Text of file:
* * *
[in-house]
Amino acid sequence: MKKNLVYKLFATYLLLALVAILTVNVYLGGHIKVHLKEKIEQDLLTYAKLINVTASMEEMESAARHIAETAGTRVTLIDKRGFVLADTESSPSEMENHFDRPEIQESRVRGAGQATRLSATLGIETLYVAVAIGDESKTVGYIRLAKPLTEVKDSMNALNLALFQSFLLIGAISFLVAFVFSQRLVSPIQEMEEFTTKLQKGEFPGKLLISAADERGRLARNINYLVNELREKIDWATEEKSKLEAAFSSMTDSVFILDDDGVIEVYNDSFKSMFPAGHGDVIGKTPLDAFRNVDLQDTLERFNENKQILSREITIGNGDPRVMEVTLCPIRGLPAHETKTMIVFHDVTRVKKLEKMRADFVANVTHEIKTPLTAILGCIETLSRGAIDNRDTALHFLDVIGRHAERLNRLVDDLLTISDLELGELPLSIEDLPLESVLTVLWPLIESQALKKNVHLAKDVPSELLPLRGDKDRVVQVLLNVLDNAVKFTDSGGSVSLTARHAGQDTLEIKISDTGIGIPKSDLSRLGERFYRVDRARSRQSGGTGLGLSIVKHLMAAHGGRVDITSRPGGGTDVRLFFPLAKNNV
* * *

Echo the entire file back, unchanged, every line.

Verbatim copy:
[in-house]
Amino acid sequence: MKKNLVYKLFATYLLLALVAILTVNVYLGGHIKVHLKEKIEQDLLTYAKLINVTASMEEMESAARHIAETAGTRVTLIDKRGFVLADTESSPSEMENHFDRPEIQESRVRGAGQATRLSATLGIETLYVAVAIGDESKTVGYIRLAKPLTEVKDSMNALNLALFQSFLLIGAISFLVAFVFSQRLVSPIQEMEEFTTKLQKGEFPGKLLISAADERGRLARNINYLVNELREKIDWATEEKSKLEAAFSSMTDSVFILDDDGVIEVYNDSFKSMFPAGHGDVIGKTPLDAFRNVDLQDTLERFNENKQILSREITIGNGDPRVMEVTLCPIRGLPAHETKTMIVFHDVTRVKKLEKMRADFVANVTHEIKTPLTAILGCIETLSRGAIDNRDTALHFLDVIGRHAERLNRLVDDLLTISDLELGELPLSIEDLPLESVLTVLWPLIESQALKKNVHLAKDVPSELLPLRGDKDRVVQVLLNVLDNAVKFTDSGGSVSLTARHAGQDTLEIKISDTGIGIPKSDLSRLGERFYRVDRARSRQSGGTGLGLSIVKHLMAAHGGRVDITSRPGGGTDVRLFFPLAKNNV